Airline Price-Fixing

Only a few days after the bankers pulled the plug on Laker Airways, Freddie Laker, in his irrepressible manner, was talking about starting a new, low-priced airline. “We want to fly as many planes as possible, employ as many staff as possible, and give passengers a jolly good deal,” he declared.

Time will tell whether Sir Freddie will rise, phoenix-like, from the ashes and start transporting passengers across the Atlantic again with his cheap, no-frills service. But the collapse of Laker Airways also may portend the collapse of international airline competition for the airline passenger’s money.

The more established airlines, such as TWA, Pan Am, British Airways, Air France, KLM and many others, have been meeting for weeks to find a way to resurrect the old airline cartel under the umbrella of the International Air Transport Association (IATA). Member companies want to raise passenger fares and restrict routes, so they are colluding, with their respective governments’ approval, to begin limiting competition.

Sir Freddie for many years tried to challenge the “IATA club,” as he called it. Finally, in 1977, the capitalist was allowed to take on the collusionists. Thirty-one years of international airline price fixing promptly ended. Millions of people flew to the United States and to Europe on Laker Airways’ Skytrain service and on other airlines that had to sharply reduce their fares to counter Sir Freddie’s moves.

While the Laker revolution was bringing down the IATA price-fixers across the North Atlantic routes like a house of cards, President Carter’s deregulators at the Civil Aeronautics Board were hastening to abolish the antitrust immunity which had allowed U.S. airlines to fix prices with the IATA member airlines. Without such immunity, such price fixing would be illegal under U.S. antitrust laws.

Foreign governments strongly protested the CAB’s proposal. This led to the board’s issuing last year a limited order lifting antitrust immunity only for U.S. airlines flying across the North Atlantic. Still the European governments were not satisfied. They demanded that the Reagan administration approve the ultimate private regulation–the re-establishment of the IATA cartel.

The Reaganites found themselves in a delicate position. Here they were, on the record in favor of open competition, and they were being asked to make a deal to permit IATA price-fixing decrees to apply to U.S. airlines with only a small permitted “zone of pricing flexibility.” And once IATA’s economic and political power was reasserted, even that zone could disappear, along with future upstarts like Laker Airways.

Within the administration, the collusionists began to prevail. The CAB got the signal and extended the effective date for ending the grant of antitrust immunity pending the outcome of diplomatic negotiations. So far, agreement has been reached about the “zone of pricing freedom” but not how large the zone can be.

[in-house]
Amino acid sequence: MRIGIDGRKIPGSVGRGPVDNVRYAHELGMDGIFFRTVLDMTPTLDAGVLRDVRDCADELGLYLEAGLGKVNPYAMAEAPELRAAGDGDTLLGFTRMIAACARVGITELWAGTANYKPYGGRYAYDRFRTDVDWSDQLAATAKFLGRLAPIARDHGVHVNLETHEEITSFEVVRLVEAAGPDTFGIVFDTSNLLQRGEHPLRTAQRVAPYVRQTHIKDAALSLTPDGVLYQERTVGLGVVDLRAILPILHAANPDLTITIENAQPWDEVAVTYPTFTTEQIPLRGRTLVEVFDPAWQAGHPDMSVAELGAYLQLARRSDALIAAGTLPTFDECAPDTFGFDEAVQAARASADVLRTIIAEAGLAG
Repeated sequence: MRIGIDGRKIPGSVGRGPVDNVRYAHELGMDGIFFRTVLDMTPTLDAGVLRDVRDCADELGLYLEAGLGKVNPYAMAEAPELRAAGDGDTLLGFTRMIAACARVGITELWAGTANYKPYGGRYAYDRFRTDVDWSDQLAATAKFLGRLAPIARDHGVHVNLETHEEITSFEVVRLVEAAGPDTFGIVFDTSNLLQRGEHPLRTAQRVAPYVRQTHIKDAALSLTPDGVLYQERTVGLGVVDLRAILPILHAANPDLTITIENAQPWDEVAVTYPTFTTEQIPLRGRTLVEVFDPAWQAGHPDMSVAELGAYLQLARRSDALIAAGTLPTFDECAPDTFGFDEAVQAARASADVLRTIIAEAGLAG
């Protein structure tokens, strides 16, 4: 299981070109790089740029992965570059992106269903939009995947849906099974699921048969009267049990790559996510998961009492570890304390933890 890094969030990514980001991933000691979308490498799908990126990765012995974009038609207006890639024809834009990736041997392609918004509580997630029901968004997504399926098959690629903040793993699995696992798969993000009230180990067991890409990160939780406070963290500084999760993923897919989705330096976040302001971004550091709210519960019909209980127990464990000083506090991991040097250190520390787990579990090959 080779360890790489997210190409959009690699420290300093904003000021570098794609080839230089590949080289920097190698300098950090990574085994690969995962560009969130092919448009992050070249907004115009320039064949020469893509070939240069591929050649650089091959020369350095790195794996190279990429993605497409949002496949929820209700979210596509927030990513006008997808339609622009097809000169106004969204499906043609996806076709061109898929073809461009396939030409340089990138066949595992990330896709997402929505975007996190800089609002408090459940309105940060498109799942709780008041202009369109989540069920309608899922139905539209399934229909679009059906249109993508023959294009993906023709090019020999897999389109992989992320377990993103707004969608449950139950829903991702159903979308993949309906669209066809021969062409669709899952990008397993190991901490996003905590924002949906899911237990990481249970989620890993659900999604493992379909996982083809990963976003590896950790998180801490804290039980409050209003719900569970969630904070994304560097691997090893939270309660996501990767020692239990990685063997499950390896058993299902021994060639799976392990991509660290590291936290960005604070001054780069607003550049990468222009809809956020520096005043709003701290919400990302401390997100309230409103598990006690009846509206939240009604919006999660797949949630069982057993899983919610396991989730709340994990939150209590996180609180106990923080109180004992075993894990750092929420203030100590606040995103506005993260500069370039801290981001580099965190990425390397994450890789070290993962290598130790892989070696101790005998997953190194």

The airlines then convened the first North Atlantic traffic conference in four years–just like the old days–to limit competition. They agreed to raise fares generally by 7 percent. However, the airline collusionists left their meeting wondering how the fare increase could stick if outsider Laker Airways declined to go along. Soon thereafter, Laker Airways lost the support of its bankers for more credit to finance its expanding fleet and collapsed before the answer could come back.

Airline executives are denying that they are huddling with one another to fix prices as members of IATA. Neil M. Effman, vice president of TWA, put together these euphemistic words: “We can bring a larger intelligence to the problem. You can tell them: ‘If you do that, I’ve got to do this.’ And then what follows? That’s when the collusion comes in, or shall it be called, more politely, ‘conscious parallelism? “

There are some Reaganites who are conspicuous by their unaccustomed silence on the rebirth of international airline cartelism. The Justice Department’s antitrust chief, William Baxter, when asked about IATA’s re-entry, simply said: “It doesn’t seem like a terrific idea.” Such understatement from an outspoken free-market advocate is puzzling.

Then there is James Miller, chairman of the Federal Trade Commission and an eager airline deregulator. So far, mum is the word. And Murray Weidenbaum, chairman of the Council of Economic Advisers for President Reagan, finds it difficult to stand tall on his beliefs and go after the IATA fans in the Reagan government.

It is beginning to look very much like the Washington fix is in for the international airline price-fixers. Future travelers to Europe will soon find out–unless, that is, Freddie Laker returns.

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